MAY 20,2013 - MAY 20,2013 (1 DAYS)
The Nature History Museum - So much to see ,So little time:
Duration: 3-4 hours or the whole day.
Weather: Rainy day only.
Open every day 10.00-17.50. Free.
Tips: watch out when it's hot. There is no air-con and it can be quite hot. If there's a massive queue at the front, there is a side entrance too!!! Use the side entrance to get in as the queues are much shorter. The picnic area downstairs is an oasis of peace, and has a cheap snack bar too, but it closes in the afternoon. Arrive early if you can, and if you can avoid weekends and school holidays ! The food is a bit overpriced - so get a packed lunch with you.
Don't miss the NHM , it's a museum for all ages. To feed the boy within you - you'll need 6-8 hours ! A good day out. The Museum is gigantic so make sure you wear comfy shoes! It's a lot of walking! Some of the exhibitions have been there during the last 40 years... If your visiting London especially with children pay this place a visit. Its free and there are some amazing things to see for all the family. Easy to find and on good transport links. Diverse array of scientific artifacts housed in a beautiful neo-Gothic museum. The museum in divided into four colored zones which help plan your visit. Five main collections: Botany, Entomology, Mineralogy, Paleontology and Zoology. Don't miss the Darwin Centre with Cocoon and collection of tens of millions of preserved specimens.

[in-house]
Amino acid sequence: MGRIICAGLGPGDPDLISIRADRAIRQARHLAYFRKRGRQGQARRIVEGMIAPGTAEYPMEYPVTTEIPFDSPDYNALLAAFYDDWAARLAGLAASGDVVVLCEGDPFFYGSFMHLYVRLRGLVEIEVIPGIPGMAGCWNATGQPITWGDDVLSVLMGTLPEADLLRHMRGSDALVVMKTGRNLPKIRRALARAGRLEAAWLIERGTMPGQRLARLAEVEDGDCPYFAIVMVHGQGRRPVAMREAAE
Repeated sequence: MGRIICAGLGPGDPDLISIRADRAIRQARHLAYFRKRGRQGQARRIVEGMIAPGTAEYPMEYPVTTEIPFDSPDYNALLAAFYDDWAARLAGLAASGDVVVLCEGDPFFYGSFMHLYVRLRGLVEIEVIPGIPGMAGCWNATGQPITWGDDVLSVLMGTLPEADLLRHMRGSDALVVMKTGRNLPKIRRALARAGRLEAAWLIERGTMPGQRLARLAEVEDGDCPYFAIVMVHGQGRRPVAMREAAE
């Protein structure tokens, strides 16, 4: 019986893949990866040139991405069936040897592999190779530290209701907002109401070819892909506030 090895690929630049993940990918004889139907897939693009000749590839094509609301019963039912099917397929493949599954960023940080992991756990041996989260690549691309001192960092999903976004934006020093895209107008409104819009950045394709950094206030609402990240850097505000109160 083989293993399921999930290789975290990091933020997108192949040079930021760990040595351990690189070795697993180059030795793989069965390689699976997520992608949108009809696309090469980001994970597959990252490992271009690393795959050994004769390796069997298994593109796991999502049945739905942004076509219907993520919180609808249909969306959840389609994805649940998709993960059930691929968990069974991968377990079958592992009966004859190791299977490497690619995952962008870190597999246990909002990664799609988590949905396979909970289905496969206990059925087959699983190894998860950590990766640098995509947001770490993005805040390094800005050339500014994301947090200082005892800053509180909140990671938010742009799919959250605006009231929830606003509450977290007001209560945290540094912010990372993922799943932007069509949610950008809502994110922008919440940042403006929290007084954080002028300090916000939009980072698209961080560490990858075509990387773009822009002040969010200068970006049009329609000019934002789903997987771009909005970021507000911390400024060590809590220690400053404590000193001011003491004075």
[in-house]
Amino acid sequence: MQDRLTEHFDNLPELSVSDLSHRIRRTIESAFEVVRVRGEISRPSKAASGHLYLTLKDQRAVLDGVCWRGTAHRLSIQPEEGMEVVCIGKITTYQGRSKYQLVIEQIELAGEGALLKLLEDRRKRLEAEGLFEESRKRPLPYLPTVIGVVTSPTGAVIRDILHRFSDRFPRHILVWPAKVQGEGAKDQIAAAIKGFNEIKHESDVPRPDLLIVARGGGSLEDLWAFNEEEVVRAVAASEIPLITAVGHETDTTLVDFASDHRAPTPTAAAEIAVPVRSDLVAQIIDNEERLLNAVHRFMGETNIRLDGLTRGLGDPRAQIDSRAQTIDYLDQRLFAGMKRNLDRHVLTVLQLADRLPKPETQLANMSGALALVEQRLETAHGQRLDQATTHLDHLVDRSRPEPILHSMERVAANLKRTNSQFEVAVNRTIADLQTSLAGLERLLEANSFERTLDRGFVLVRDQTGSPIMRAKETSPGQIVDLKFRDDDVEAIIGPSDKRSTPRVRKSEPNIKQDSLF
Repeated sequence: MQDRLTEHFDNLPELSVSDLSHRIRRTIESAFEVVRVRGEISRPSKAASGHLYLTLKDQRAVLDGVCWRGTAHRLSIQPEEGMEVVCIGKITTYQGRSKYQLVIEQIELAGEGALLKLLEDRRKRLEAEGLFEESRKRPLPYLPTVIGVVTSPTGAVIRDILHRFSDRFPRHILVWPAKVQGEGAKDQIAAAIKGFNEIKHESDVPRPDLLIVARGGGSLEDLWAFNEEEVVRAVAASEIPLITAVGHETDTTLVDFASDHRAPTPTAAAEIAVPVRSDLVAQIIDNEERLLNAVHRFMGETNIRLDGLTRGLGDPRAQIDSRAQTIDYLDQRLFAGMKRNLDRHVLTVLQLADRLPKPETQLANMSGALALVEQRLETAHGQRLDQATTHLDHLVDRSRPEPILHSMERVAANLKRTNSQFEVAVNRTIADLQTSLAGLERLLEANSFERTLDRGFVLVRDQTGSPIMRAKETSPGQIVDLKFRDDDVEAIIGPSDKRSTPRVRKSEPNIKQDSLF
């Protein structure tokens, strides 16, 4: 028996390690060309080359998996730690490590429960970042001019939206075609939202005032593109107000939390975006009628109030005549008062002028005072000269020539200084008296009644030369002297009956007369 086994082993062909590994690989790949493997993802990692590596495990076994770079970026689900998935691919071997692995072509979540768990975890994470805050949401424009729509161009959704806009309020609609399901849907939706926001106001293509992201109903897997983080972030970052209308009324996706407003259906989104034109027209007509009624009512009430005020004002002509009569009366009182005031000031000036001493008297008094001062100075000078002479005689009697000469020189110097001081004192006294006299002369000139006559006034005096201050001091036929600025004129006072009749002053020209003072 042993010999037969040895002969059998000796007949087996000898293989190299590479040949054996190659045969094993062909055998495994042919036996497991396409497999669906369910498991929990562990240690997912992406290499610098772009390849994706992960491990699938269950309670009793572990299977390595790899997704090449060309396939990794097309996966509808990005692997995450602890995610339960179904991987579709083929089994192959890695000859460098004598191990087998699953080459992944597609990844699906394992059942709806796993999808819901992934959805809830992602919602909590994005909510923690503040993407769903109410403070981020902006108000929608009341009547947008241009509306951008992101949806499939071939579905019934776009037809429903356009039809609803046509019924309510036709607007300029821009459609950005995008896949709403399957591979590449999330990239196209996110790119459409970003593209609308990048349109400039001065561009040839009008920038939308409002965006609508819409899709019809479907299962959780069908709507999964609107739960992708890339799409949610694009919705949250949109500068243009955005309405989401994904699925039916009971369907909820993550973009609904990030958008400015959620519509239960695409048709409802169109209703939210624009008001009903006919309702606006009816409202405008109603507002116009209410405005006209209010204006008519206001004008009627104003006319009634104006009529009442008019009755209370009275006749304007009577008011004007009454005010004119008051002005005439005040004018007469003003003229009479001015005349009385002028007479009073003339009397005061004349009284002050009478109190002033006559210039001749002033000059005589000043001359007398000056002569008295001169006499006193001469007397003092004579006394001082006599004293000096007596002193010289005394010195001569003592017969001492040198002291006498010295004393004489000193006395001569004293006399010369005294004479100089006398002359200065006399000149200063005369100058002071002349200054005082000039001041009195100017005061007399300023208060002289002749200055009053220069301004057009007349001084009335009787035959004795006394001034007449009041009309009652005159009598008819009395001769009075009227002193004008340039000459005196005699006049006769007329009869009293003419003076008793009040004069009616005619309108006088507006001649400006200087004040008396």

The building itself is spectacular:
Inside it may be a vast space but every inch is beautifully decorated. The architecture and styling that went into its construction is hard to match. Even the smallest details were intricate and beautiful. Spend your time looking at the details. The majesty of the main hall is always stunning and really is like stepping back in time:
You simply can't visit the museum and not see the dinosaur exhibit!
Who can fail to be amazed by the sight of the massive whale in the mammals area:
Go back in time and discover the stories that fossils can reveal:
Charles Darwin transformed the way we understand the natural world with his revolutionary ideas:
At the very top of the Central Hall you'll find a section of the trunk of the enormous giant sequoia tree. These trees are the biggest living things and the exhibit gives you an idea of how huge they are: